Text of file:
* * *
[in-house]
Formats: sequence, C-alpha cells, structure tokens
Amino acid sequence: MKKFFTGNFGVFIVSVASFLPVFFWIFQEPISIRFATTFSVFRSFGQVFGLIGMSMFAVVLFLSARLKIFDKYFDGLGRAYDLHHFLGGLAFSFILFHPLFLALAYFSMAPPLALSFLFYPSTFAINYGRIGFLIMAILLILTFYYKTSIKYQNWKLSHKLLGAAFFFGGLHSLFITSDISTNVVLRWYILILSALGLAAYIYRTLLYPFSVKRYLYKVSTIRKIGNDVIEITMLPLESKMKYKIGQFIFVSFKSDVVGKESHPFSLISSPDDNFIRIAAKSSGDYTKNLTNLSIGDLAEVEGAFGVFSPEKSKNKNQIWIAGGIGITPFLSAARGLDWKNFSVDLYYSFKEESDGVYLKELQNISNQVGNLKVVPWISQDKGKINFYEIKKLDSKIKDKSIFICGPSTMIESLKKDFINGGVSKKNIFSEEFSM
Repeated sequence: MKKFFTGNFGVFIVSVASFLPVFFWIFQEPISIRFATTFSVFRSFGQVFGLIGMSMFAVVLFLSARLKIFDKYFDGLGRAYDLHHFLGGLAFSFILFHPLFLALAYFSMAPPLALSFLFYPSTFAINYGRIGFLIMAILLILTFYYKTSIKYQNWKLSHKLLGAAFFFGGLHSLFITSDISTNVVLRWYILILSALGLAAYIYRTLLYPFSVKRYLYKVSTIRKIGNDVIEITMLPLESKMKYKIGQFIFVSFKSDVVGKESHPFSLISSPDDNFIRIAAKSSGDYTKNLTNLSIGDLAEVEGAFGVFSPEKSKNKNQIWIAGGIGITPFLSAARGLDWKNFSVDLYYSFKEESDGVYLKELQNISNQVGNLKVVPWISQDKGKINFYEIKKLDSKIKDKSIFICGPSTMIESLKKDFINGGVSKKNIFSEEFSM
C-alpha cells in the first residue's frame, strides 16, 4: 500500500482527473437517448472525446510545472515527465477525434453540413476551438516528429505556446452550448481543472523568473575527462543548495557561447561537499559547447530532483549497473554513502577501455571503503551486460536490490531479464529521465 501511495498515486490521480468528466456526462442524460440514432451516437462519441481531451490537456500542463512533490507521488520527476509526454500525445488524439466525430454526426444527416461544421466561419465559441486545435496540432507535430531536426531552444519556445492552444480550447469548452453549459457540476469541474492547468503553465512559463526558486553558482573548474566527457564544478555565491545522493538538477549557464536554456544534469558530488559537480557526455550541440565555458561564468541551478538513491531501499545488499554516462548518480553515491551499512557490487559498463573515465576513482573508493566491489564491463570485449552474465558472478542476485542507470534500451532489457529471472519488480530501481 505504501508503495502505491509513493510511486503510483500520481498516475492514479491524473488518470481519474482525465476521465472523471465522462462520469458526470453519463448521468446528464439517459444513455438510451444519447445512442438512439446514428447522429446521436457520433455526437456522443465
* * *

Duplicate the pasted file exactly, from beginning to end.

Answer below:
[in-house]
Formats: sequence, C-alpha cells, structure tokens
Amino acid sequence: MKKFFTGNFGVFIVSVASFLPVFFWIFQEPISIRFATTFSVFRSFGQVFGLIGMSMFAVVLFLSARLKIFDKYFDGLGRAYDLHHFLGGLAFSFILFHPLFLALAYFSMAPPLALSFLFYPSTFAINYGRIGFLIMAILLILTFYYKTSIKYQNWKLSHKLLGAAFFFGGLHSLFITSDISTNVVLRWYILILSALGLAAYIYRTLLYPFSVKRYLYKVSTIRKIGNDVIEITMLPLESKMKYKIGQFIFVSFKSDVVGKESHPFSLISSPDDNFIRIAAKSSGDYTKNLTNLSIGDLAEVEGAFGVFSPEKSKNKNQIWIAGGIGITPFLSAARGLDWKNFSVDLYYSFKEESDGVYLKELQNISNQVGNLKVVPWISQDKGKINFYEIKKLDSKIKDKSIFICGPSTMIESLKKDFINGGVSKKNIFSEEFSM
Repeated sequence: MKKFFTGNFGVFIVSVASFLPVFFWIFQEPISIRFATTFSVFRSFGQVFGLIGMSMFAVVLFLSARLKIFDKYFDGLGRAYDLHHFLGGLAFSFILFHPLFLALAYFSMAPPLALSFLFYPSTFAINYGRIGFLIMAILLILTFYYKTSIKYQNWKLSHKLLGAAFFFGGLHSLFITSDISTNVVLRWYILILSALGLAAYIYRTLLYPFSVKRYLYKVSTIRKIGNDVIEITMLPLESKMKYKIGQFIFVSFKSDVVGKESHPFSLISSPDDNFIRIAAKSSGDYTKNLTNLSIGDLAEVEGAFGVFSPEKSKNKNQIWIAGGIGITPFLSAARGLDWKNFSVDLYYSFKEESDGVYLKELQNISNQVGNLKVVPWISQDKGKINFYEIKKLDSKIKDKSIFICGPSTMIESLKKDFINGGVSKKNIFSEEFSM
C-alpha cells in the first residue's frame, strides 16, 4: 500500500482527473437517448472525446510545472515527465477525434453540413476551438516528429505556446452550448481543472523568473575527462543548495557561447561537499559547447530532483549497473554513502577501455571503503551486460536490490531479464529521465 501511495498515486490521480468528466456526462442524460440514432451516437462519441481531451490537456500542463512533490507521488520527476509526454500525445488524439466525430454526426444527416461544421466561419465559441486545435496540432507535430531536426531552444519556445492552444480550447469548452453549459457540476469541474492547468503553465512559463526558486553558482573548474566527457564544478555565491545522493538538477549557464536554456544534469558530488559537480557526455550541440565555458561564468541551478538513491531501499545488499554516462548518480553515491551499512557490487559498463573515465576513482573508493566491489564491463570485449552474465558472478542476485542507470534500451532489457529471472519488480530501481 505504501508503495502505491509513493510511486503510483500520481498516475492514479491524473488518470481519474482525465476521465472523471465522462462520469458526470453519463448521468446528464439517459444513455438510451444519447445512442438512439446514428447522429446521436457520433455526437456522443465